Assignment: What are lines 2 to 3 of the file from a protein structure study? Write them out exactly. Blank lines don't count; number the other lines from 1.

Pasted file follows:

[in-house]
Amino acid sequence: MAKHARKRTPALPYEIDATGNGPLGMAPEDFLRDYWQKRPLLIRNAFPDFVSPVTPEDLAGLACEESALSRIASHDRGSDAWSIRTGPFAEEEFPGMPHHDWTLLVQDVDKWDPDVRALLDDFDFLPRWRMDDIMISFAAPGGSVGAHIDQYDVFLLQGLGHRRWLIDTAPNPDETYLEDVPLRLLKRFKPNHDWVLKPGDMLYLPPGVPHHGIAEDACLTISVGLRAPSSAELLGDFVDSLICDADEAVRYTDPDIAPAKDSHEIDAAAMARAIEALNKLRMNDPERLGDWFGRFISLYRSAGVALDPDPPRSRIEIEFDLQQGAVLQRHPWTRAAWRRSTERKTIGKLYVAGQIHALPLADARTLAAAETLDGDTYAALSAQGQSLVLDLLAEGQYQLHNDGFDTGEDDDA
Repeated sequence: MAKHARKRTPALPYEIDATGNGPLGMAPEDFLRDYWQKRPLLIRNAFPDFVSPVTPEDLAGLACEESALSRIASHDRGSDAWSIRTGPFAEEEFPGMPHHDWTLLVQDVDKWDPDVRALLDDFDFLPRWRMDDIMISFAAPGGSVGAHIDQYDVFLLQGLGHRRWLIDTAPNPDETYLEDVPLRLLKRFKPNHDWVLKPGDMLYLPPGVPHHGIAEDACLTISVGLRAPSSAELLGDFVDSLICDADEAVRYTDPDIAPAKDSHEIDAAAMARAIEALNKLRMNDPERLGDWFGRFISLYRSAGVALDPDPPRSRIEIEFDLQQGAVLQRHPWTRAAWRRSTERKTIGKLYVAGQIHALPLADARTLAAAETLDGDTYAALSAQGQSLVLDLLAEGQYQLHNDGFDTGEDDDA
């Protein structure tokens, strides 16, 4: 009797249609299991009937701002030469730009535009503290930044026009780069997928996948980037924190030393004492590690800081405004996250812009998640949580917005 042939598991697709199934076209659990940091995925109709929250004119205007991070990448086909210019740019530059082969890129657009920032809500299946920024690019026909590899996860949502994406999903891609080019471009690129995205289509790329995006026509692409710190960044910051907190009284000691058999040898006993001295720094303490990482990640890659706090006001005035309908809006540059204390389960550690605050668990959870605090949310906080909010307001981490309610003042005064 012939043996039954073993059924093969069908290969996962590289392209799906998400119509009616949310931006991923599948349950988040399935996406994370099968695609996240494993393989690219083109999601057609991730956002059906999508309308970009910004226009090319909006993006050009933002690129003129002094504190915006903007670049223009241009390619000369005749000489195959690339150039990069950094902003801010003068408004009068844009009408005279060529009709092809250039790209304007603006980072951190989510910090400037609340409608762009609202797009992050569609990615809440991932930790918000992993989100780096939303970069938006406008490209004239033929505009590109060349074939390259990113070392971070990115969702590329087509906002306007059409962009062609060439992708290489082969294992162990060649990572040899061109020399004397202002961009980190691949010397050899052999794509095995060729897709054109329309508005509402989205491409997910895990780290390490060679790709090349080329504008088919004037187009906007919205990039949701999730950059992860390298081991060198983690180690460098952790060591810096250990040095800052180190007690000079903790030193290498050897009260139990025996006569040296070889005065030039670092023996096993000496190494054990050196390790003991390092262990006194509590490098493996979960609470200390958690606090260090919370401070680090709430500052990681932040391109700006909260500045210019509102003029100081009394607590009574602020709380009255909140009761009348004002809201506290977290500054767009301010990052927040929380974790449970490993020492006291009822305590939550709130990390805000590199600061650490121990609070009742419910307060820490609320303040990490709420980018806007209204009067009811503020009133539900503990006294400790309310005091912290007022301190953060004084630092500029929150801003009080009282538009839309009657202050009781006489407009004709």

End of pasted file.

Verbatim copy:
Amino acid sequence: MAKHARKRTPALPYEIDATGNGPLGMAPEDFLRDYWQKRPLLIRNAFPDFVSPVTPEDLAGLACEESALSRIASHDRGSDAWSIRTGPFAEEEFPGMPHHDWTLLVQDVDKWDPDVRALLDDFDFLPRWRMDDIMISFAAPGGSVGAHIDQYDVFLLQGLGHRRWLIDTAPNPDETYLEDVPLRLLKRFKPNHDWVLKPGDMLYLPPGVPHHGIAEDACLTISVGLRAPSSAELLGDFVDSLICDADEAVRYTDPDIAPAKDSHEIDAAAMARAIEALNKLRMNDPERLGDWFGRFISLYRSAGVALDPDPPRSRIEIEFDLQQGAVLQRHPWTRAAWRRSTERKTIGKLYVAGQIHALPLADARTLAAAETLDGDTYAALSAQGQSLVLDLLAEGQYQLHNDGFDTGEDDDA
Repeated sequence: MAKHARKRTPALPYEIDATGNGPLGMAPEDFLRDYWQKRPLLIRNAFPDFVSPVTPEDLAGLACEESALSRIASHDRGSDAWSIRTGPFAEEEFPGMPHHDWTLLVQDVDKWDPDVRALLDDFDFLPRWRMDDIMISFAAPGGSVGAHIDQYDVFLLQGLGHRRWLIDTAPNPDETYLEDVPLRLLKRFKPNHDWVLKPGDMLYLPPGVPHHGIAEDACLTISVGLRAPSSAELLGDFVDSLICDADEAVRYTDPDIAPAKDSHEIDAAAMARAIEALNKLRMNDPERLGDWFGRFISLYRSAGVALDPDPPRSRIEIEFDLQQGAVLQRHPWTRAAWRRSTERKTIGKLYVAGQIHALPLADARTLAAAETLDGDTYAALSAQGQSLVLDLLAEGQYQLHNDGFDTGEDDDA